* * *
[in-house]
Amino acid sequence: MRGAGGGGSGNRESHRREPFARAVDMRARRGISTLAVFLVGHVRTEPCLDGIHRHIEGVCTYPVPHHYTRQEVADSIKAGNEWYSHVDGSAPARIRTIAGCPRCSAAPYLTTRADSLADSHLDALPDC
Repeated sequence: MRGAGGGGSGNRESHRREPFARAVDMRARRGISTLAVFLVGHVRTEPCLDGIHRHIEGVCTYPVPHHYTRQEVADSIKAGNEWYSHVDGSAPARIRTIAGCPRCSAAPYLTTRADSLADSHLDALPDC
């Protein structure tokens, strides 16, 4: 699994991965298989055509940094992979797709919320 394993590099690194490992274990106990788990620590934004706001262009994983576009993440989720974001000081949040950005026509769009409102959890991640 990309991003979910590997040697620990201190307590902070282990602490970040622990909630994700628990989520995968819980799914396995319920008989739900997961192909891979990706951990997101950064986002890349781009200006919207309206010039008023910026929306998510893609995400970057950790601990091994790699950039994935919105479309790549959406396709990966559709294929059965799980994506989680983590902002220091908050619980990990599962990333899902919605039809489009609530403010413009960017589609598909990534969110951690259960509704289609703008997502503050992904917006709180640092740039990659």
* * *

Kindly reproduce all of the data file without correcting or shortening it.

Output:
[in-house]
Amino acid sequence: MRGAGGGGSGNRESHRREPFARAVDMRARRGISTLAVFLVGHVRTEPCLDGIHRHIEGVCTYPVPHHYTRQEVADSIKAGNEWYSHVDGSAPARIRTIAGCPRCSAAPYLTTRADSLADSHLDALPDC
Repeated sequence: MRGAGGGGSGNRESHRREPFARAVDMRARRGISTLAVFLVGHVRTEPCLDGIHRHIEGVCTYPVPHHYTRQEVADSIKAGNEWYSHVDGSAPARIRTIAGCPRCSAAPYLTTRADSLADSHLDALPDC
């Protein structure tokens, strides 16, 4: 699994991965298989055509940094992979797709919320 394993590099690194490992274990106990788990620590934004706001262009994983576009993440989720974001000081949040950005026509769009409102959890991640 990309991003979910590997040697620990201190307590902070282990602490970040622990909630994700628990989520995968819980799914396995319920008989739900997961192909891979990706951990997101950064986002890349781009200006919207309206010039008023910026929306998510893609995400970057950790601990091994790699950039994935919105479309790549959406396709990966559709294929059965799980994506989680983590902002220091908050619980990990599962990333899902919605039809489009609530403010413009960017589609598909990534969110951690259960509704289609703008997502503050992904917006709180640092740039990659």